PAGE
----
Jonathan’s Efforts at Tackling Boko Haram, Finding Schoolgirls, by Abati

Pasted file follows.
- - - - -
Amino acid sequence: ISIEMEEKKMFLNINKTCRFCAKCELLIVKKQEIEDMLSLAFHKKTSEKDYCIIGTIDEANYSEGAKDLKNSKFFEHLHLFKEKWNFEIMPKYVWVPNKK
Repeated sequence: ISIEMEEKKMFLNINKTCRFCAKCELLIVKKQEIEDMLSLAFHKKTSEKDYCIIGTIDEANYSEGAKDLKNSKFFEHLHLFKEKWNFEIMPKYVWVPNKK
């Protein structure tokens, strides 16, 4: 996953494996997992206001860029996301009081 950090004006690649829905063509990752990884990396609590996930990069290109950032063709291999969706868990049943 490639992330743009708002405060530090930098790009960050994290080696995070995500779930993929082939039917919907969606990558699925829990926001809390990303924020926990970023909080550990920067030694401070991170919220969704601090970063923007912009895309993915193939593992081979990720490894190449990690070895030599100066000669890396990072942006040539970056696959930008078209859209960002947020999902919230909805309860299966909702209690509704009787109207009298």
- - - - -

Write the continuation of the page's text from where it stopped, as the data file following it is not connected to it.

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The Special Adviser to the President, Media and Publicity, Dr. Reuben Abati, has decried the misconception that his principal, President Goodluck Jonathan, has consciously adopted a “do-nothing” strategy with respect to the rescue of the over 200 secondary schoolgirls who were kidnapped by Boko Haram terrorists on April 14 as well as stopping the marauding sect in its tracks. In an opinion article published in the Washington Times yesterday, the president’s spokesman, while acknowledging that the concern that has been expressed over the abduction of the girls is legitimate, he said: “What is not fair is the attempt to ignore the issues and argue that President Goodluck Jonathan is the problem.” He stated that the attempt to turn the matter of the abducted girls into a referendum on the Jonathan administration has resulted in a complete misreading of the situation and “much deliberate mischief fuelled by ignorance and sponsored propaganda”. “Take for example, Karen Attiah’s morbid satire, ‘What Nigerian president should have written’ (The Washington Post, July 3). The piece merely repeats worn misconceptions about the Chibok incident and the efforts of the Jonathan administration in Nigeria to find and rescue the abducted girls. “The most popular misconception is the notion that the Jonathan administration has consciously adopted a ‘do-nothing’ strategy, and that the government only responded and considered international partnership necessary after pressure was mounted on it to do something,” he wrote in the opinion piece. The presidential spokesman explained that the Boko Haram threat dated back to 2002 and had become a much bigger menace, and a full-scale terrorist movement, by the time Jonathan assumed office in 2010. “During the past four years, Mr. Jonathan has taken proactive steps to combat terrorism on our shores, including military, political and social actions. “In May 2013, a state of emergency was declared in the most affected northeastern states of Borno, Yobe and Adamawa. The state of emergency, lasting six months, has been renewed twice since then, with the full concurrence of the Nigerian parliament. “Nigeria was not acting alone. The military operation involved Nigerian security forces and the Multinational Joint Task Force, set up under the auspices of the Lake Chad Commission with troops contributed by Niger, Nigeria and Chad. “Nigeria also shared intelligence and efforts with Cameroun and Benin through the Gulf of Guinea Commission, focusing on piracy, border security and checking the proliferation of small arms and light weapons within the region,” Abati said. Continuing, the presidential aide pointed out that since 2011, Nigerian security chiefs have met regularly with their counterparts from the four neighboring countries on matters of peace and security, adding, “These efforts yielded positive results, notably the decimation of the ranks of the Boko Haram and their restriction to the Sambisa Forest.” He noted that a Presidential Dialogue committee was set up to pursue the option of a peaceful resolution of the Boko Haram insurgency. “Mr. Jonathan also launched a Presidential Initiative for the North-east, an economic-recovery programme. Other steps taken since then include deradicalisation programmes and the Safe Schools Initiative. “The April 14 abduction of the Chibok girls and subsequent developments marked a turning point in the Boko Haram saga. It was a terrible resurgence of an ongoing challenge, not the beginning. “The assault on schools by terrorists and the threat to turn innocent young girls into sex slaves and prisoners of terrorism is unacceptable. The outrage is understandable. But we must not become so blinded by its horror as to reduce it all to the fault of one man. “This is not about the strength or failings of one man. Terrorism is an assault on human rights and our civilisation. It requires international cooperation and concerted domestic action,” he argued. Abati maintained that the president was fully committed to ensuring that the girls are rescued alive, stating, “Yes, it has been more than 80 days since the nightmare began. Americans, Canadians, the British and other friends of Nigeria are all involved in the search, in one form or the other, but unfortunately, with all the technology and intelligence at their disposal, the girls are yet to be found.” He said Jonathan was keenly aware of his responsibility for the safety, security and wellbeing of the Chibok girls and all Nigerians and wants the girls back like everyone else and is doing everything within his powers to rescue them safely and return them to their distraught parents. Meanwhile, the dreaded Boko Haram sect is believed to have taken over one of the major routes leading into troubled Borno State capital, Maiduguri, forcing travellers to embark on a circuitous journey that adds two extra hours for those driving into the city. Many travellers to the southern part of the state now have to go through Maiduguri and Damaturu Road into Gombe and reconnect back to the state. Many of them are complaining that the journey is tortuous and always leaves them drained, not ruling out the danger of running into Boko Haram attacks. It was gathered that many travellers on the Maiduguri/Damboa/Biu highway had been forced to make a U-turn due to attacks at different spots on the 187-kilometre road. Some residents of Mule, a town 15 kilometres from Maiduguri, told reporters yesterday that they had seen many vehicles on the road returning with corpses following attacks by the terrorists. An attack on Bulabulin Nganaram on Monday drove Maiduguri into panic mode as residents thought the terrorist group was heading into the state capital. Residents of Maiduguri had to stay off the streets, rushed to pick their children from schools and closed down businesses. There was also a deadly confrontation between the military and the insurgents last Friday at Damboa, which led to about 70 deaths, with the military, police and insurgents recording heavy casualties. The clash compelled the military to vacate its base in Damboa since Friday, but sources revealed that the bid to reclaim it proved to be disastrous as the soldiers who were deployed from Maiduguri for the task were confronted by the insurgents. The soldiers were said to have been ambushed resulting in some deaths and injuries on Wednesday. The number of casualties could not be ascertained at the time of filing this report, but it was said to be heavy on the side of the military. It was learnt from sources that 200 soldiers were sent on the operation to reclaim the base from the insurgents. Unknown to the military, however, the insurgents were well prepared and had dug trenches where many of their heavily armed gunmen lay in wait. As soon as the soldiers were sighted, the insurgents opened fire from their trenches, and killed several soldiers, while the others were compelled to beat a retreat. Speaking on the dangers of the whole axis, the Chairman of the Youth Vigilante Group, popularly called Civilian JTF, Mohammed Jidda, told reporters that about 60 settlements stretching from Maiduguri to Biu had been deserted with the residents fleeing to Maiduguri. He said: “Apart from Mule and Dalwa that is partially deserted and has aged and handicapped people, who are not usually the targets of the marauding insurgents, still residing there, every other community, numbering about 60 in total, has been totally deserted.” Damboa, the largest town between Maiduguri and Biu, is equally partially deserted. The desperate situation in the communities has led to an astronomical increase in the number of internally displaced persons in Maiduguri, which previously stood at 140,000 people, according to the National Emergency Management Agency (NEMA). Despite the daring incursions by the terrorists, the Defence Headquarters (DHQ) said yesterday that Nigerian troops on patrol on Wednesday around Delwa and neighbouring communities in Borno State, in a counter-ambush, successfully broke through Boko Haram terrorist positions, 35 kilometres from Maiduguri, and advanced to dislodge insurgents who were massing up in the area. This was confirmed yesterday through the DHQ Twitter account @DefenceInfoNG and website: www.defenceinfo.mil.ng. According to the statement, which was confirmed by the Director of Defence Information (DDI), Major-General Chris Olukolade, “The fierce fire fight that ensued as the troops waded through the ambush left scores of insurgents dead, while three soldiers died in action.” He added that seven soldiers who sustained various degrees of injuries had been evacuated for treatment while the troops continued with their mission. Meanwhile, the military is said to be on high alert as a result of a planned attack on Maiduguri and other major towns in Borno State by the Boko Haram insurgents, who are said to be unhappy with their Sambisa forest hideout. The heavy rains, according to sources, have made life unbearable for the terrorists in the forest. A military officer, who spoke to THISDAY, said that the forces were aware of their frustrations and plan to infiltrate or attack Maiduguri, but the Nigerian forces are well prepared to counter them. “We are waiting for them as we heard they are tired of the forest and wants to head to the city,” the officer said.